In Rydell v. Servco Auto Windward, 2011 WL 5506088 (D.Hawai’i 2011), Judge Seabright found that a car dealer did not violate FCRA in a spot-delivery situation by making multiple inquiries on a consumer’s credit report or by obtaining a credit report from all-three credit reporting agencies.  Judge Seabright explained:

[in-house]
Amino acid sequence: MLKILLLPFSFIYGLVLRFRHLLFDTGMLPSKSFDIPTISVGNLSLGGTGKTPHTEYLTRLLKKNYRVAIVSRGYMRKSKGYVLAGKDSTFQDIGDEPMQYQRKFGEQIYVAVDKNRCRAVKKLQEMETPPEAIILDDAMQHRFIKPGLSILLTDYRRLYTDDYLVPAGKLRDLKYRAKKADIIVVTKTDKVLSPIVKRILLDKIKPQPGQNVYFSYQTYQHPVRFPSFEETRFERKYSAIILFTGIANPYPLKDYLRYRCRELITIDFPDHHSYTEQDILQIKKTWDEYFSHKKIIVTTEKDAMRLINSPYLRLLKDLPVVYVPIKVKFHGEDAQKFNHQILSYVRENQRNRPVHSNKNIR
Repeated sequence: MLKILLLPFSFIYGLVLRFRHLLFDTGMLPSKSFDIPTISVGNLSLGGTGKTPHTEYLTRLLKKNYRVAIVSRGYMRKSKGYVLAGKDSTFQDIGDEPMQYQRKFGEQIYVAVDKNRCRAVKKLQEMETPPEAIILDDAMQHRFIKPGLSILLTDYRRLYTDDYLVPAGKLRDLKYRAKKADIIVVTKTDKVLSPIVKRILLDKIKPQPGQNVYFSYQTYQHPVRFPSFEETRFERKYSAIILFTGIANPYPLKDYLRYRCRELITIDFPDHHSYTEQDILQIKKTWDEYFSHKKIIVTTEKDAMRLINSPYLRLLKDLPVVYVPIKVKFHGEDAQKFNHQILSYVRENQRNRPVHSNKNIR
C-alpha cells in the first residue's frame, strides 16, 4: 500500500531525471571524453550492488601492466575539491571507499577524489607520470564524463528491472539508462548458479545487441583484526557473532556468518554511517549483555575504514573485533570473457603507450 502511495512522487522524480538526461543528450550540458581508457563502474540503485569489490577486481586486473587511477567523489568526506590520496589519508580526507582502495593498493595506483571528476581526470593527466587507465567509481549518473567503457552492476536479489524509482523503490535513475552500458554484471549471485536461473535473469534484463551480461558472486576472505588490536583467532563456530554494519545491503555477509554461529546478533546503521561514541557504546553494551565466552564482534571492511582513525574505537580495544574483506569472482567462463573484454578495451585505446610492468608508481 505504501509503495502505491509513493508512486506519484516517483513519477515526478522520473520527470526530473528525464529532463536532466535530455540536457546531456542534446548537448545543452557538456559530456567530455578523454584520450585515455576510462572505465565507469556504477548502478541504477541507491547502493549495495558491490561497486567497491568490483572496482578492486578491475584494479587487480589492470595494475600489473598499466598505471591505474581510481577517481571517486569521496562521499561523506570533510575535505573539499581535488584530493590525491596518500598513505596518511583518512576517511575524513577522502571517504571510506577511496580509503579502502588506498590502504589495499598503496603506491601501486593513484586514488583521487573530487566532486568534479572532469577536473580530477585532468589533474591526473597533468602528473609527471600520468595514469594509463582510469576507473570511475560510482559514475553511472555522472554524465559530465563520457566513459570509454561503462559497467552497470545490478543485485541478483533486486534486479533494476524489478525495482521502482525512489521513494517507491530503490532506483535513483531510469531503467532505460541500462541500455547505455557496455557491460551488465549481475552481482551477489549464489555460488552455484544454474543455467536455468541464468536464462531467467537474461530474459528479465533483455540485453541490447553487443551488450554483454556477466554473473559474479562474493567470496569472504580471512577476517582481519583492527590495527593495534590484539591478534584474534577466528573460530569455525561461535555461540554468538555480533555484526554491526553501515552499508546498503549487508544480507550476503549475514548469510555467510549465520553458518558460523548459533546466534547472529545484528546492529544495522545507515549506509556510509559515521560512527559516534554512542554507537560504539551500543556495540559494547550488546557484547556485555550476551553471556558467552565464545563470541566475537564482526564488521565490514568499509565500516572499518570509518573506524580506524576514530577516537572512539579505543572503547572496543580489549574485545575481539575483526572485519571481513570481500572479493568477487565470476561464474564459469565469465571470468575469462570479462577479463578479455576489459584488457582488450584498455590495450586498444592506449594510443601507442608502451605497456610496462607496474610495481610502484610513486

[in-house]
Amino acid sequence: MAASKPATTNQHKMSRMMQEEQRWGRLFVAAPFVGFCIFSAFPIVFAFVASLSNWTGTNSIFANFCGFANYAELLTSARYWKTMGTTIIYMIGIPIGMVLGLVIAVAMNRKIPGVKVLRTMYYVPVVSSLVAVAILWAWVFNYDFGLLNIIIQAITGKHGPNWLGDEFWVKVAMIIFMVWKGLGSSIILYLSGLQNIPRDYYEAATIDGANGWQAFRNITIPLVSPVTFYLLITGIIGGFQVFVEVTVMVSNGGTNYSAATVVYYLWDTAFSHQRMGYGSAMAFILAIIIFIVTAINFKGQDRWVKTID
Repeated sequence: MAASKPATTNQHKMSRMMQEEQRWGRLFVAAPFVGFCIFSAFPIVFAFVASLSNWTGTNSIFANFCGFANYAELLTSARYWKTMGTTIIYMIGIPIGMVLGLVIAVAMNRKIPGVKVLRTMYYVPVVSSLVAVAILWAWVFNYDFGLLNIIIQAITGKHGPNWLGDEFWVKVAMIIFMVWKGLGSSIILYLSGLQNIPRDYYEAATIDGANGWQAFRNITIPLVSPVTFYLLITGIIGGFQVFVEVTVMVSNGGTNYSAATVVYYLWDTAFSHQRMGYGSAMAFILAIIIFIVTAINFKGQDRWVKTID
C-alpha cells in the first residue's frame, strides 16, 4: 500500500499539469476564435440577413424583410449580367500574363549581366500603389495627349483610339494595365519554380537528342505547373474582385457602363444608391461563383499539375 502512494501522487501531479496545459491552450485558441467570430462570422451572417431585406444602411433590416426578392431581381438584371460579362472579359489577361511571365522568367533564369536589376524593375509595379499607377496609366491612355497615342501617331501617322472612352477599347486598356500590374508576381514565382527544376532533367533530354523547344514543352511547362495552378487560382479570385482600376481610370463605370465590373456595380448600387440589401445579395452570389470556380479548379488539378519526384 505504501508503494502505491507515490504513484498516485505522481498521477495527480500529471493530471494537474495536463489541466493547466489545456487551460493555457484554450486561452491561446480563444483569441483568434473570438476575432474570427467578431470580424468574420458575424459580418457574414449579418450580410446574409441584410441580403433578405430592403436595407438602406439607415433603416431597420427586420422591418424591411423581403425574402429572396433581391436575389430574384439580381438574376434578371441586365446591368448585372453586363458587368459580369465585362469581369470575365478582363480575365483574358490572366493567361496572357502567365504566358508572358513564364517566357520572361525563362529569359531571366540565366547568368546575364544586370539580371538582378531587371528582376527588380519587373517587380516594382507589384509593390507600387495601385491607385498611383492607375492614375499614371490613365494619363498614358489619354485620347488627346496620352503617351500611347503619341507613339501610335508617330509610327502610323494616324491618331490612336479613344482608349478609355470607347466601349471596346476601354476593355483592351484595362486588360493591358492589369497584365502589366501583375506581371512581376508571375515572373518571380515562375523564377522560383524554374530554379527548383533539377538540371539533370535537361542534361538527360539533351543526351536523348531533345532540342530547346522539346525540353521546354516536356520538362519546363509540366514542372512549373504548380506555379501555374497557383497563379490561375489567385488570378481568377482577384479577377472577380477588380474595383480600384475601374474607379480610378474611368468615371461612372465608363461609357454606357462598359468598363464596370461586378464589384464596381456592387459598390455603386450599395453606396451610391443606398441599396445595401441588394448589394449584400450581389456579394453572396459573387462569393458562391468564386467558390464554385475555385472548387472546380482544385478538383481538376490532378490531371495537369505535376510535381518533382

The scope of Servco’s “permissible purpose” extends beyond accessing a single credit report. See Stergiopoulos v. First Midwest Bancorp, 427 F.3d 1043, 1046 (7th Cir.2005) (“[T]he [ FCRA] does not require that consumers expressly approve each request for a report.”); Padin v. Oyster Point Dodge, 397 F.Supp.2d 712, 720 (E.D.Va.2005) (“The FCRA permits a creditor (user) to access a consumer’s credit report for any purpose with the consumer’s written authorization, or for certain purposes specified in the statute in the absence of such express authorization.”).. . . ¶ Applying these principles, the terms of Plaintiff’s credit application, read in context with the FCRA’s provision allowing inquiry if a user has a “permissible purpose,” cannot be read to limit Servco to obtaining a single credit report such that it violated the FCRA when it obtained Plaintiff’s credit report from each major credit agency. Rather, Plaintiff’s credit application contemplates the possibility of multiple credit reports from various financial institutions. Given that Servco had a “permissible purpose” under the FCRA to investigate Plaintiff’s credit history, that Servco obtained a single report from each of the three major agencies fails to state a claim for a violation of the FCRA. See Sterigopoulos, 427 F.3d at 1046–47; see also Baker v. Trans Union LLC, 2009 WL 4042909, at *3 (D.Ariz. Nov. 19, 2009) (“Supplying credit reports to persons who intend to use the information in connection with the application for a mortgage, a credit transaction, is permissible” when a permissible purpose exists). Accordingly, the court GRANTS Servco’s Motion to Dismiss.